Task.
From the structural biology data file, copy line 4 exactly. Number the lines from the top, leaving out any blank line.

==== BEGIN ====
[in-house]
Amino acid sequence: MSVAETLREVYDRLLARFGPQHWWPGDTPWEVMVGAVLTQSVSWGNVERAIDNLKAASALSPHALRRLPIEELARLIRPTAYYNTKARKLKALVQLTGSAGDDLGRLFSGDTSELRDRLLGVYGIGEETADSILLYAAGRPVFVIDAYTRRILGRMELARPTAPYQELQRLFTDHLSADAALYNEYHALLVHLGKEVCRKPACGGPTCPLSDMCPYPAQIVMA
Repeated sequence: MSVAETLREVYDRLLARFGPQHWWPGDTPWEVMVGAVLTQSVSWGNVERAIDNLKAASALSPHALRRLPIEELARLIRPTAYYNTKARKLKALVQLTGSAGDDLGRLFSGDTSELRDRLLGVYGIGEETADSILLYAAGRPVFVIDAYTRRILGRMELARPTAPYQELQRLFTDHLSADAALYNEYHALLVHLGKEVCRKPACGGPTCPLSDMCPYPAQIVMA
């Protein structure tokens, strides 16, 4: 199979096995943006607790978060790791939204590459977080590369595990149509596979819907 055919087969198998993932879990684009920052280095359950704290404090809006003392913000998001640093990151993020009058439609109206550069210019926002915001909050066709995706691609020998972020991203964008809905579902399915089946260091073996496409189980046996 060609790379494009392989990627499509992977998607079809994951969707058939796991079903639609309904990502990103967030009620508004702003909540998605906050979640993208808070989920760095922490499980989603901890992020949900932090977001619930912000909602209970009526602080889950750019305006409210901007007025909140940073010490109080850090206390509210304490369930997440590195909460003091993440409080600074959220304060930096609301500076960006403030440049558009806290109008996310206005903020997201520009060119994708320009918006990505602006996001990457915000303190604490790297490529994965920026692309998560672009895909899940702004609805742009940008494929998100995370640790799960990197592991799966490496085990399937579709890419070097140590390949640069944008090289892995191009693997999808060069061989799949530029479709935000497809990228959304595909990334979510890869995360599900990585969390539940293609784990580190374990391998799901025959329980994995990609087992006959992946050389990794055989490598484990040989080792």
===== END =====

């Protein structure tokens, strides 16, 4: 199979096995943006607790978060790791939204590459977080590369595990149509596979819907 055919087969198998993932879990684009920052280095359950704290404090809006003392913000998001640093990151993020009058439609109206550069210019926002915001909050066709995706691609020998972020991203964008809905579902399915089946260091073996496409189980046996 060609790379494009392989990627499509992977998607079809994951969707058939796991079903639609309904990502990103967030009620508004702003909540998605906050979640993208808070989920760095922490499980989603901890992020949900932090977001619930912000909602209970009526602080889950750019305006409210901007007025909140940073010490109080850090206390509210304490369930997440590195909460003091993440409080600074959220304060930096609301500076960006403030440049558009806290109008996310206005903020997201520009060119994708320009918006990505602006996001990457915000303190604490790297490529994965920026692309998560672009895909899940702004609805742009940008494929998100995370640790799960990197592991799966490496085990399937579709890419070097140590390949640069944008090289892995191009693997999808060069061989799949530029479709935000497809990228959304595909990334979510890869995360599900990585969390539940293609784990580190374990391998799901025959329980994995990609087992006959992946050389990794055989490598484990040989080792």